Democratic Belief, Cognitive Mobilization and Political Participation in Taiwan (2017)
Type of ContentConference Contributions - Other
Like many democratic and developing countries, Taiwan has faced declining turnout. For example, the turnout rate of the latest presidential election is 66.27 percent, which is lower than that four year ago by 8 percent. However, the unconventional participation, such as petition, rally, and protest, is widely used. There have been several attempts of recall of legislators that require huge amount of signatures. Students in the Sunflower Movement protested against the trade pact with China and occupied the legislature to paralyze the legislation for weeks in March 2014. To explain why Taiwan citizens have declining turnout rate but shown activism at the same time, it is necessary to unfold the determinants of different types of participation. This research finds the mass belief in democracy influences voting participation and that political interest and political discussion as cognition mobilization are strong predictors of unconventional participation. Moreover, partisanship does not mean much which actually should be the case if cognitively mobilized publics do not take cues from leaders than partisan should be. These empirical findings shed light on the state of democracy and research on participation.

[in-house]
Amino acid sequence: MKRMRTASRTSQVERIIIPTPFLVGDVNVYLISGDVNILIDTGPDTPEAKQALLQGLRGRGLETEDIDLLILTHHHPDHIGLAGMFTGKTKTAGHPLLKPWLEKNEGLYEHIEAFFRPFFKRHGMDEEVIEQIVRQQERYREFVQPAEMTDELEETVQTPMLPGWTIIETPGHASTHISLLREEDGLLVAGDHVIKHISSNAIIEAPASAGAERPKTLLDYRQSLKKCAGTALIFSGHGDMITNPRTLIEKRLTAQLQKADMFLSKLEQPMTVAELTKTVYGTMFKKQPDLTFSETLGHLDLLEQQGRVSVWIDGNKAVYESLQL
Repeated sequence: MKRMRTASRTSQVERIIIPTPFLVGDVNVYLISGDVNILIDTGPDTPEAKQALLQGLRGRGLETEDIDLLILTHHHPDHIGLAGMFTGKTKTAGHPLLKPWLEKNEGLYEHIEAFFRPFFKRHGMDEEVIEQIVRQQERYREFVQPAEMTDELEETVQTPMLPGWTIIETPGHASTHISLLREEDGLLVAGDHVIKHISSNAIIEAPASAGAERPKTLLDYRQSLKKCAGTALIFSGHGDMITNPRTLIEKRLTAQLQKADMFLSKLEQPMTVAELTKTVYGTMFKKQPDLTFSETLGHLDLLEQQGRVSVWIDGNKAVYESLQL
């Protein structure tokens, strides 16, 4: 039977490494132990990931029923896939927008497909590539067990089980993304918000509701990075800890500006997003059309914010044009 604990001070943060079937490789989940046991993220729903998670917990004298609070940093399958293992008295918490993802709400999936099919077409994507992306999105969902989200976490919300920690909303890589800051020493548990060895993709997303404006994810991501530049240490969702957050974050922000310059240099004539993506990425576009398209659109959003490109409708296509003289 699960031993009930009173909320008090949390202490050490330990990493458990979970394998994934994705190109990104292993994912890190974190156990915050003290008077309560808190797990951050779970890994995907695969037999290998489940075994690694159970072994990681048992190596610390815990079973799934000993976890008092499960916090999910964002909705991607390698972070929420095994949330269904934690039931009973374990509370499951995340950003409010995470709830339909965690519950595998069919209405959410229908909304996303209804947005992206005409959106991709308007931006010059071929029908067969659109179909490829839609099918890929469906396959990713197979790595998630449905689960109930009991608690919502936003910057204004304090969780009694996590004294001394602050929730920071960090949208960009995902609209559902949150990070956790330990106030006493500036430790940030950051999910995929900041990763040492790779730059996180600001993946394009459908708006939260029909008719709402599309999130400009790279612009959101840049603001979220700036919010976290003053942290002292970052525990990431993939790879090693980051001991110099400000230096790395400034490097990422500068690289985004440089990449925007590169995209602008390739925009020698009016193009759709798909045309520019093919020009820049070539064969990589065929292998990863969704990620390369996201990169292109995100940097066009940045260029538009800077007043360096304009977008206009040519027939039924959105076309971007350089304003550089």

Keywordsparticipation; demonstration; political efficacy; social status
ANZSRC Fields of Research16 - Studies in Human Society::1606 - Political Science
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